Coordinate geometry is one of the rare topics from which problems appear in CAT. The questions are pretty simple and formula based but many a time, students do not know shortcuts and direct formulae that make their life a lot easier. One such concept is that of the shoelace formula or the shoelace theorem.

Simply put, if you have three or more coordinates given which form a closed figure, and you would need to find the area, it would look difficult at the first glance, especially for an untrained aspirant. But, if you know the shoelace formula, you can calculate the area in a couple of steps.

shoelace 1

You can find the area of the triangle using Heron’s formula by finding individual lengths or find the perpendicular distance from a vertex to the opposite base and then using ½ * base * height. But these methods would be time consuming and the more numbers you deal with, higher are the chances of making silly mistakes. We can use Gauss’ area formula, commonly known as the shoelace formula to calculate areas in these cases.

  1. You have to simply write down the closed figure as ABCA (it should be closed and so, the starting vertex and the last vertex should be same and the vertices should be in the order in which they appear (clockwise or counterclockwise as you may wish)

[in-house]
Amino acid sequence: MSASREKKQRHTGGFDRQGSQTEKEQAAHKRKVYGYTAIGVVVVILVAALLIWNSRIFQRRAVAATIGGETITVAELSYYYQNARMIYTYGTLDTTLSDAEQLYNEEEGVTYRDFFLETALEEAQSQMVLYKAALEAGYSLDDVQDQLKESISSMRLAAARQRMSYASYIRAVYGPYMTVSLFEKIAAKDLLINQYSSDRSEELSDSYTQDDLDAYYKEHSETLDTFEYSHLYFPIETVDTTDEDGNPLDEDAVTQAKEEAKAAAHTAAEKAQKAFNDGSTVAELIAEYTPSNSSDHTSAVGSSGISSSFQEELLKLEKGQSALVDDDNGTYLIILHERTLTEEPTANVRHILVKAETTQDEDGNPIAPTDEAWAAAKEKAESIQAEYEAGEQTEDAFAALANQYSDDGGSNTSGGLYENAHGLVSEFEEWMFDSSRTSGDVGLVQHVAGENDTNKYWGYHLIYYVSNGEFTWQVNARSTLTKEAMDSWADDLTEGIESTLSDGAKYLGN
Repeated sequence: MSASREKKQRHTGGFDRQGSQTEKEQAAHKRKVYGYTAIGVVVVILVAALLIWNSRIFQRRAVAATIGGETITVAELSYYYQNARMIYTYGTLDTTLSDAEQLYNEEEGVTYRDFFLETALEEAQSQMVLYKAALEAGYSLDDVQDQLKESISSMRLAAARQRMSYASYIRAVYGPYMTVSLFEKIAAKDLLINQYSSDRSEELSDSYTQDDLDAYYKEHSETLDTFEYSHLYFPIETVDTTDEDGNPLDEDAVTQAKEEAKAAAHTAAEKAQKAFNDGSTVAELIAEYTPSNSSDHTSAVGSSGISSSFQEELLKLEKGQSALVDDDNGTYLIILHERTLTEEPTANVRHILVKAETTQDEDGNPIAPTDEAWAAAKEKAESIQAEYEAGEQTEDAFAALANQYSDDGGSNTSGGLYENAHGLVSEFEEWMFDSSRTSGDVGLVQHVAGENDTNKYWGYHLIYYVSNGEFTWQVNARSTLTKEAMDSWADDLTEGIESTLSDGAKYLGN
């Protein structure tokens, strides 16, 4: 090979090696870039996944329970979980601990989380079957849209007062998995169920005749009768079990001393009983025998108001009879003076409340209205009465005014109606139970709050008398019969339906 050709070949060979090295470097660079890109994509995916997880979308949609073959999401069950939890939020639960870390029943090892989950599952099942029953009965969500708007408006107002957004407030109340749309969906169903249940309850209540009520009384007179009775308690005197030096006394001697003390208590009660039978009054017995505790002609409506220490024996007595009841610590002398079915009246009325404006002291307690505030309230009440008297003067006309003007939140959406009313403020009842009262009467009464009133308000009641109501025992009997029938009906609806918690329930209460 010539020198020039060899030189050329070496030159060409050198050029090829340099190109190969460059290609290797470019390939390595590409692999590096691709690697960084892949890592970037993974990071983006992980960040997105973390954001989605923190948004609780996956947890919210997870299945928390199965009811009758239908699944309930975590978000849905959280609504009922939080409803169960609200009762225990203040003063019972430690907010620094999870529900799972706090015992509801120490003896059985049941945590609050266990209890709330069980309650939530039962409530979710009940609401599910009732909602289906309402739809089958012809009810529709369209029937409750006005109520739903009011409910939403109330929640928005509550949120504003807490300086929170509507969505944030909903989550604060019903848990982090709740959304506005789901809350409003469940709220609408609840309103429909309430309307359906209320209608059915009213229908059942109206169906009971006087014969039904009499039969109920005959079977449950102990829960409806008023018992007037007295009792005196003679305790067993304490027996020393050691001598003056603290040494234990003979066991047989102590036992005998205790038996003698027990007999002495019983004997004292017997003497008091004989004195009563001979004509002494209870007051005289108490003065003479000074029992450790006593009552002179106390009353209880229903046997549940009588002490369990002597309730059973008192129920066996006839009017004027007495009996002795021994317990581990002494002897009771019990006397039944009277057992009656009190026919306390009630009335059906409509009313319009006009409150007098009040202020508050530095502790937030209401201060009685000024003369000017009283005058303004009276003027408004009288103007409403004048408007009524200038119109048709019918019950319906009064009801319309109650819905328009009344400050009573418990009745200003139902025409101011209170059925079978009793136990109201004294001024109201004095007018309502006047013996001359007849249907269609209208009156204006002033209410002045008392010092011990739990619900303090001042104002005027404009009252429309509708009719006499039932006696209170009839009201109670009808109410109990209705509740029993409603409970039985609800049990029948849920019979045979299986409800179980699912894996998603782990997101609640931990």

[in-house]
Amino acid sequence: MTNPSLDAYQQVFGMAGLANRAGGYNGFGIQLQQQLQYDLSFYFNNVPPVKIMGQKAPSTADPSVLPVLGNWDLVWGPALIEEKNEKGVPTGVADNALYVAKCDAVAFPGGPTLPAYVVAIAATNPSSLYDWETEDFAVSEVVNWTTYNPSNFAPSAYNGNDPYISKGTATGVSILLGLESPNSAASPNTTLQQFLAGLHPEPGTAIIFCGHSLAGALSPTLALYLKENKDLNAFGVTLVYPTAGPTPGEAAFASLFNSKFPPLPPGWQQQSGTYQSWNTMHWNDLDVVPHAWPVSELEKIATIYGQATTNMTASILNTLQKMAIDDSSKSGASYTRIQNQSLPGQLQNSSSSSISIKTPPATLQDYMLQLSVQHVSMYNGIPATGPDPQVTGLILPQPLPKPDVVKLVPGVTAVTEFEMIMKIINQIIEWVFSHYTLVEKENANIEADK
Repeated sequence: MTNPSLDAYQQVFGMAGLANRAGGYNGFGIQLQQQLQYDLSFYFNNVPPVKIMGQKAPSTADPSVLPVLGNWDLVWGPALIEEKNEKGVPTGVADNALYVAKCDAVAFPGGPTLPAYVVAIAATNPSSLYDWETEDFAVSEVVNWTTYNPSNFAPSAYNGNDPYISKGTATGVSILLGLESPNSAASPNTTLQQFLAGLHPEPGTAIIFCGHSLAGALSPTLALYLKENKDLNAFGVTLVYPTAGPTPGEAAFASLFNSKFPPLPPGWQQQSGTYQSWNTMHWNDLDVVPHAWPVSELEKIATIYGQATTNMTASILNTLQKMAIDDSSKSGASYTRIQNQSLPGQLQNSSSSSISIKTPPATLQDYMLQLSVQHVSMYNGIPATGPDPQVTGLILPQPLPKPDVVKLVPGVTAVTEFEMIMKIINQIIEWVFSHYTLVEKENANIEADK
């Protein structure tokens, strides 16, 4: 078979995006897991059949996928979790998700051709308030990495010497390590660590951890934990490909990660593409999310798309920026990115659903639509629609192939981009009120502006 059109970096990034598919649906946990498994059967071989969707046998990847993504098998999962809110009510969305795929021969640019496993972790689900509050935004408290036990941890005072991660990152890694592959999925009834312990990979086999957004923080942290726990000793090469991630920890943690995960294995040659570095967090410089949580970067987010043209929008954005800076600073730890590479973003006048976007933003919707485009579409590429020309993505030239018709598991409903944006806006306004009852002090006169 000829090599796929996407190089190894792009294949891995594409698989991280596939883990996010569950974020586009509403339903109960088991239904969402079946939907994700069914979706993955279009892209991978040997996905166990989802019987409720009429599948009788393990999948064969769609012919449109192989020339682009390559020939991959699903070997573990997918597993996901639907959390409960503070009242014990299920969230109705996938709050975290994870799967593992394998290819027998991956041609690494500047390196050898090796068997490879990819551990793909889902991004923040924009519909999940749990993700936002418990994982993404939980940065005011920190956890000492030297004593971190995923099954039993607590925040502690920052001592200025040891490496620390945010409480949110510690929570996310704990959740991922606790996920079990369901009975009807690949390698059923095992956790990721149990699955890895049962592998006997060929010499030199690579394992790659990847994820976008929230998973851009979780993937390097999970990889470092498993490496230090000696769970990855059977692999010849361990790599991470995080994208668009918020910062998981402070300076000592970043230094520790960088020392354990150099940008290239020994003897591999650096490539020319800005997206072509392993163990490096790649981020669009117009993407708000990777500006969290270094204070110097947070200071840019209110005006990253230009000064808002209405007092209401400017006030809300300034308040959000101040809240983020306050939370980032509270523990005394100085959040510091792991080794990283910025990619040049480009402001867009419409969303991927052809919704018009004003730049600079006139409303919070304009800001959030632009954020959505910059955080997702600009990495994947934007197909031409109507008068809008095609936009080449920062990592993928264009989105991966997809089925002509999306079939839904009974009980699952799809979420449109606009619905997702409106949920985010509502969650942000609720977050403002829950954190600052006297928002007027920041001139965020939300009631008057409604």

2. Write the coordinates of these points as follows:shoelace 2

3. Starting with the first element, multiply the pairs in a diagonal fashion and add them. Essentially, get the sum of x1y2 + x2y3 + x3y1

4. Starting with the bottom element in the second row, multiply the pairs in a diagonal fashion and add them. Essentially, get the sum of y1x2 + y2x3 + y3x1

5. The value of the determinant will be given by the difference between these two terms. Multiply it by half and you get the answer

So, in this case, the answer will be:

shoelace 3

which will be the area of the closed figure.

You can use this formula for any closed figures. Just remember to ‘close’ the figure when you are putting it in the expression and follow the steps and you should be good to go.


What is the area of the polygon formed by the points (3,4), (5,11), (12,8), (9,5), and (5,6)?

Simply write it down as

shoelace 4

The applications of the concept are immense. While direct area based questions can be tackled using this formula, this concept will be particularly useful when you are trying to find out the number of points with integral coordinates inside a closed region which we will be covering up next.

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